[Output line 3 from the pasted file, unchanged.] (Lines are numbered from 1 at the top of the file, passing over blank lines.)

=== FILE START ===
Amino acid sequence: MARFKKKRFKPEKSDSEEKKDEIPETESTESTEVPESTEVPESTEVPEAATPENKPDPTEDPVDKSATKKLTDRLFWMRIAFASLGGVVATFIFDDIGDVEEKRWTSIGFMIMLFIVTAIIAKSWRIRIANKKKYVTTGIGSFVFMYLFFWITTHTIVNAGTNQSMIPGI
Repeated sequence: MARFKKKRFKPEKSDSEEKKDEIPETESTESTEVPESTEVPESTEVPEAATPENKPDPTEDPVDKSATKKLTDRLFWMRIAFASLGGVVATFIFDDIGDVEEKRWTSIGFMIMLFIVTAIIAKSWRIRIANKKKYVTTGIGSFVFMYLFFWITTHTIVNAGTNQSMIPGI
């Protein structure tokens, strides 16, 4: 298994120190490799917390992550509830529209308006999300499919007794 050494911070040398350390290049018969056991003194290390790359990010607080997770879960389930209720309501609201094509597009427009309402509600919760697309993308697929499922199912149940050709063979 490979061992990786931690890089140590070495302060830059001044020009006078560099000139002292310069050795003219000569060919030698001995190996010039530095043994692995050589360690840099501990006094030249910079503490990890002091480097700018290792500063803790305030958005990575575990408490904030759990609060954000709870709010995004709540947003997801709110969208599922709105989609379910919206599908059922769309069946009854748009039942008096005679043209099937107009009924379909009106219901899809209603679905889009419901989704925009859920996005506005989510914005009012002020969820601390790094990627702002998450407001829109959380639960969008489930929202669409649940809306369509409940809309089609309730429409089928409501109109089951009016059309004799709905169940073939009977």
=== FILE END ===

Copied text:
């Protein structure tokens, strides 16, 4: 298994120190490799917390992550509830529209308006999300499919007794 050494911070040398350390290049018969056991003194290390790359990010607080997770879960389930209720309501609201094509597009427009309402509600919760697309993308697929499922199912149940050709063979 490979061992990786931690890089140590070495302060830059001044020009006078560099000139002292310069050795003219000569060919030698001995190996010039530095043994692995050589360690840099501990006094030249910079503490990890002091480097700018290792500063803790305030958005990575575990408490904030759990609060954000709870709010995004709540947003997801709110969208599922709105989609379910919206599908059922769309069946009854748009039942008096005679043209099937107009009924379909009106219901899809209603679905889009419901989704925009859920996005506005989510914005009012002020969820601390790094990627702002998450407001829109959380639960969008489930929202669409649940809306369509409940809309089609309730429409089928409501109109089951009016059309004799709905169940073939009977």